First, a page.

Bacterial peptides in the gut-muscle axis

Increasing evidence points towards an association between the gut microbiome and sarcopenia, the muscle wasting associated with ageing. However, the mechanisms behind these associations are still unclear, hampering the translational use of the association findings. Traditionally, these studies have focused on short chain fatty acid (SCFA) produced by microbial species such as Roseburia spp., Barnesiella spp. and Faecalibacterium prausnitzii which are decreased in frail or sarcopenic older people [1]. We are investigating an hitherto not yet explored hypothesis put forward by us that also quorum sensing molecules, and more specifically quorum sensing peptides, are modulators of sarcopenia [2].

Peptides can be considered as an intermediate class between small molecules (metabolomics) and proteins (proteomics). They do differ from proteins not only because they are shorter (traditionally considered below 50 amino acids) but also because of their less complex three-dimensional structure, their significant tissue penetration, different pharmacokinetic properties and abundant target interactions. They require also different analytical methodologies compared to small metabolites and large proteins. Quorum sensing peptides (QSPs) are characteristic bacterial products, constitutively produced by living bacteria and exhibiting an increased and/or altered production in “stress” conditions. They have long been considered as intra-bacterial communication molecules only. However, nowadays, it is generally accepted that this communication is not limited to the bacteria themselves, but also play a role in the host interaction such as colorectal cancer and the central nervous system [3].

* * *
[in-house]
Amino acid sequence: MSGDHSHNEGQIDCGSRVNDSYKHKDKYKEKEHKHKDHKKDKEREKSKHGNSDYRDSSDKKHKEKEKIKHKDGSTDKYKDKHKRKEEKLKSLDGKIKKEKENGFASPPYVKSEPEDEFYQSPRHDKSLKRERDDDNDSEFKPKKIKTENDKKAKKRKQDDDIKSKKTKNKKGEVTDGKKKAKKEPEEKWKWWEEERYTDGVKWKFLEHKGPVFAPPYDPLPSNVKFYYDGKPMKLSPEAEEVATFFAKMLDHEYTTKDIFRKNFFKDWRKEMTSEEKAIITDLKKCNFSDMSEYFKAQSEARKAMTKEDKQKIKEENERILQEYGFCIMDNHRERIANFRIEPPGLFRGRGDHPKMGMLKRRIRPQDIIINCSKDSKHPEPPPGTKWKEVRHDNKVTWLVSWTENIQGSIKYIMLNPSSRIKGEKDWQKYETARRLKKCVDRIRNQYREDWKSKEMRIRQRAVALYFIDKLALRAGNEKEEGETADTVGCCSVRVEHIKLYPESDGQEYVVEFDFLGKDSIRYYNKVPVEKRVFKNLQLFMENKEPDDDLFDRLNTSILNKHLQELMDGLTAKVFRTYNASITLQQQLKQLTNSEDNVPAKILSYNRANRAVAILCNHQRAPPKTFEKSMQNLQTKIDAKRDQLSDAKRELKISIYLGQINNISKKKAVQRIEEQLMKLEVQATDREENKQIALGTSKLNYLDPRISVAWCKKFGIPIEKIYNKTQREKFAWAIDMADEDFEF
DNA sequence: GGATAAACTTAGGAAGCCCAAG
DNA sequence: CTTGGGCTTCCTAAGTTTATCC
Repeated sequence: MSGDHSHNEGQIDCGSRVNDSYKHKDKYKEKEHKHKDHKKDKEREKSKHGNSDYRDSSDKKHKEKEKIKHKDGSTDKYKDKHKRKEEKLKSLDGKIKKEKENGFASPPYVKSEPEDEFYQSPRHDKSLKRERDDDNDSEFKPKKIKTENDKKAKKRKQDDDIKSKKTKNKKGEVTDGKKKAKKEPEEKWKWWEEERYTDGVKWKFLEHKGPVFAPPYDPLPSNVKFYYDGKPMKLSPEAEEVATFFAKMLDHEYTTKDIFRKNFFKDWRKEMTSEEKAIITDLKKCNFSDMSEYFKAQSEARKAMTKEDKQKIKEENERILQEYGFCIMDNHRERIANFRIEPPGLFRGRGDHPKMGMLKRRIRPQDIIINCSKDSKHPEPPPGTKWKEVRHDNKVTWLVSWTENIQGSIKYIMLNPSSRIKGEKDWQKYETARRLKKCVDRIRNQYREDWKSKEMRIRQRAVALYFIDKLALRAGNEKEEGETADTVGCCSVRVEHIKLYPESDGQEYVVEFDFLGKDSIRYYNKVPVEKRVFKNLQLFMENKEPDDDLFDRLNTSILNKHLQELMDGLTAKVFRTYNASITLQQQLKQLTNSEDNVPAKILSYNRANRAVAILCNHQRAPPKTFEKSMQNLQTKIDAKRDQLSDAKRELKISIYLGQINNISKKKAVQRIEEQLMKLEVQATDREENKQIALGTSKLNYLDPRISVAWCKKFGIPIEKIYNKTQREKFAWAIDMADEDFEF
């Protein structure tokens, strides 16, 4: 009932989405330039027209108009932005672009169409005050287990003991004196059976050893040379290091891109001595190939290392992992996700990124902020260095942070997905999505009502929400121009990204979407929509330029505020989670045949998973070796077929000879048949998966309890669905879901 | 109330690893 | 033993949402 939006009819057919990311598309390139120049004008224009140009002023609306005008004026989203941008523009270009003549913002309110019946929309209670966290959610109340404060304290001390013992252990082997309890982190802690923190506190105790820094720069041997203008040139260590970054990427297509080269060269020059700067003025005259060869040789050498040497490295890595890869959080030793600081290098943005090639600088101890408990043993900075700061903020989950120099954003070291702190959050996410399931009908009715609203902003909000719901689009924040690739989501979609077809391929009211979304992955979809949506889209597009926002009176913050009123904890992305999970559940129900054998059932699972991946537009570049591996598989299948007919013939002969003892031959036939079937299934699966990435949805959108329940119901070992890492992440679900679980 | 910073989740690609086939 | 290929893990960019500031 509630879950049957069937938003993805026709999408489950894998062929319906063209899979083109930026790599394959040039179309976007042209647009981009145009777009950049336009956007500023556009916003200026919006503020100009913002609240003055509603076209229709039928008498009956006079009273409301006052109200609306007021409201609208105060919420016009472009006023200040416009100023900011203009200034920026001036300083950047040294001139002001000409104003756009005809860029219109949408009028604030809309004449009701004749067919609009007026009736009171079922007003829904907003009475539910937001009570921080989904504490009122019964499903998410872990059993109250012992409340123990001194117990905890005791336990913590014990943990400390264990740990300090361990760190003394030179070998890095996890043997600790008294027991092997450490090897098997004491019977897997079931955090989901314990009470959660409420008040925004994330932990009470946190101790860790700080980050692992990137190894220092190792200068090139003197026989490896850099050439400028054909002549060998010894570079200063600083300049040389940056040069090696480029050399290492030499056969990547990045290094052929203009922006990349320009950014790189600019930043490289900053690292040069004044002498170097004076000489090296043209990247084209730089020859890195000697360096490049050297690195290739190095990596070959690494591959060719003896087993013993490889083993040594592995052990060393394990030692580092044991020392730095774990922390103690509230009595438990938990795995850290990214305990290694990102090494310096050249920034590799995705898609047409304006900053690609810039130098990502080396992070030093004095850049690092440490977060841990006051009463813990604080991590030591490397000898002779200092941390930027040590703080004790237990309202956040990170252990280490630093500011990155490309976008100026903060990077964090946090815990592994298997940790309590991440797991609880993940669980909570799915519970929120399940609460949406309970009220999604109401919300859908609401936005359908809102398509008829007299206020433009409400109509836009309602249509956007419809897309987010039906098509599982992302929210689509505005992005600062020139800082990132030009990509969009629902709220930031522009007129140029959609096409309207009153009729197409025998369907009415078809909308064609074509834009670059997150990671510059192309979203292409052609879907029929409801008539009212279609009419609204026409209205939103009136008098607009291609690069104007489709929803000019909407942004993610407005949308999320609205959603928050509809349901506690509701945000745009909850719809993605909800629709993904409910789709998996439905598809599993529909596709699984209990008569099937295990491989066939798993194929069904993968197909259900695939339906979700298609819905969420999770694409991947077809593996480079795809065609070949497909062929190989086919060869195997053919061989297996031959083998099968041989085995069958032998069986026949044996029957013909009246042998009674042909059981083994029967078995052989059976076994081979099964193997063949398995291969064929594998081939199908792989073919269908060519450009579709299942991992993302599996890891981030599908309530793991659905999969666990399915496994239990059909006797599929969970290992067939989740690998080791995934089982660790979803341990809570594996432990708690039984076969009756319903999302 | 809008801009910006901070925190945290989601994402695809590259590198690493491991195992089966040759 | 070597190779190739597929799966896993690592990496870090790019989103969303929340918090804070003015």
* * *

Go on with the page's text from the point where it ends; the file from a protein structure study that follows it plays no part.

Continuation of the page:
This research aims at assessing new diagnostic and therapeutic possibilities for sarcopenia and other muscle wasting diseases using the microbiota and/or quorum sensing peptides. For example, specific pro- and prebiotics, faecal transplants as well as QSP agonists or antagonists could be envisioned as putative new tools in the management of muscle wasting diseases.

[1] Liu C, Cheung W-H, Li J, Chow SK-H, Yu J, Wong SH, et al. Understanding the gut microbiota and sarcopenia: a systematic review. Journal of cachexia, sarcopenia and muscle. 2021;12(6):1393-407.
[2] De Spiegeleer A, Elewaut D, Van den Noortgate N, Janssens Y, Debunne N, Van Langenhove S, et al. Quorum sensing molecules as a novel microbial factor impacting muscle cells. Biochimica Et Biophysica Acta-Molecular Basis of Disease. 2020;1866(3):165646.
[3] Wynendaele E, Debunne N, Janssens Y, De Spiegeleer A, Verbeke F, Tack L, et al. The quorum sensing peptide EntF* promotes colorectal cancer metastasis in mice: a new factor in the host-microbiome interaction. BMC biology. 2022;20(1):151.